Leading article: Hypocrisy masquerading as tolerance

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The Independent Culture
PERSONAL STATEMENTS to the House of Commons are usually opportunities to score a few political points, twist the knife of resignation a little, garner some publicity for the recently deprived of office. But Ron Davies's speech was a much more private and, in its way, quietly powerful performance. It was a brave thing to do, and Mr Davies was right to warn us about the danger of the press wielding power irresponsibly and raise questions about how tolerant we really are.

Mr Davies has been the subject of media coverage, some of it prurient, historical and with only the most tenuous link with what happened the other night. But he is wrong to conclude that the answer to his problems lie in that old chestnut, privacy legislation. Without revisiting the whole question of legally enforced press censorship, it is important to note that there is a catch 22 operating in this strange case. In order to conclude that something is entirely private, it is necessary to know something of the detail of the case. And still there is so little known about the circumstances leading to Mr Davies's resignation, it is unreasonable to expect the public and the press to be anything other than curious about this unhappy saga.

But there is an important lesson to learn from the events of the past week: namely, that homophobia is still endemic in Britain. The remarks by Norman Tebbit, to the effect that homosexuals should be barred from certain cabinet positions, because of the possibility that they might indulge in a sort of gay conspiracy is, even from that source, remarkable. When Archie Norman, the Conservative Party vice-chairman attempts to modernise his party's procedure for selecting parliamentary candidates by ditching the spouse vetting that, effectively, acts as a bar on gay men, he is attacked. Dr Adrian Rogers, of the Conservative Family Institute, was unashamed when he told Mr Norman that: "I hope the party will make clear that these deviant lifestyles have no part in the Conservative Party." So much for modernising the Tories. And, of course, there is the continuing campaign to prevent the equalisation of the gay right of consent, tellingly led by the most reactionary elements in the House of Lords.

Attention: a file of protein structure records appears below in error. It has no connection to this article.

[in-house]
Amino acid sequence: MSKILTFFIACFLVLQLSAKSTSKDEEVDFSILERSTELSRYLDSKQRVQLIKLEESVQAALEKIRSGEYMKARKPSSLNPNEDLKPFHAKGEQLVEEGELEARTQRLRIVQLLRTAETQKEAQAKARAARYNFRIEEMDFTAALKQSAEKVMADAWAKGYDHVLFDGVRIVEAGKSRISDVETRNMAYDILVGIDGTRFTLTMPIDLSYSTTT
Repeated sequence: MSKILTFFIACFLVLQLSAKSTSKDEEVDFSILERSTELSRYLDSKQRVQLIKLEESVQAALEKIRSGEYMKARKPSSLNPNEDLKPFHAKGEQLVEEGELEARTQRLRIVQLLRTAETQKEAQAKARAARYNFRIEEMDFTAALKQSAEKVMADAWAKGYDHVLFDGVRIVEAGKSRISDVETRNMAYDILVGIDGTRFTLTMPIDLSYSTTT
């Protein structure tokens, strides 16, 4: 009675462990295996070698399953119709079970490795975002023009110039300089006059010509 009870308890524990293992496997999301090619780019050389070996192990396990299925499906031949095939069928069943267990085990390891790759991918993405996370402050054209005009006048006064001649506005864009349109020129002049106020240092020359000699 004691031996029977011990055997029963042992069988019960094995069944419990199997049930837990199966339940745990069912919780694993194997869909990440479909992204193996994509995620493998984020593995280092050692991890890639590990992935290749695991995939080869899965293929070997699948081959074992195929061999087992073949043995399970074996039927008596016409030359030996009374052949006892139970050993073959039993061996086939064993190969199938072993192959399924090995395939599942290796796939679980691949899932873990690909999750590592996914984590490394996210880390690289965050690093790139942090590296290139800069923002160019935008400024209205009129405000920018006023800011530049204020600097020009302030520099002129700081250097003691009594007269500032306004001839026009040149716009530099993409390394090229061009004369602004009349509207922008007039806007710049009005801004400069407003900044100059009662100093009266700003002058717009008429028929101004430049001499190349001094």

Of course there are those tabloid newspapers and commentators who claim that they have no objection to homosexuality as such, but who find the idea of gays and lesbians pursuing their sex lives in what is, in fact, a normal fashion, offensive. They don't mind gay ministers, of course, they even impertinently talk about helping them come out, but they do not like homosexuals "flaunting their sexuality". Needless to say, cruising is anathema for these elements. But it is only when the vigorous promiscuous heterosexuality that they approve of, indeed encourage, is tolerated in homosexual behaviour that their hypocrisy can be said to have ended.

Whatever the truth about Mr Davies's resignation, he was certainly right in his statement to ask about how tolerant a society we really are. To make the general point, why should any MP be frightened about being "discovered", or "found out", or "outed"? The only reason is the continuing intolerant climate of opinion, which is still only slowly and painfully changing.

The general case has to be that no politician, police officer or soldier should feel that their sexuality is a cause for shame or resignation. As Ron Davies warned, we do not want to add more deterrents for the best and most talented to pursue a career in public service.

The days when the words "minister", "gay" and "scandal" are not routinely found in the same sentence may be some way off. In the meantime we have to keep reminding society that sexual tastes do not affect anyone's abilities and are no disqualification for office. As Mr Davies told us yesterday, we are what we are. And that is certainly no grounds for ending anyone's career.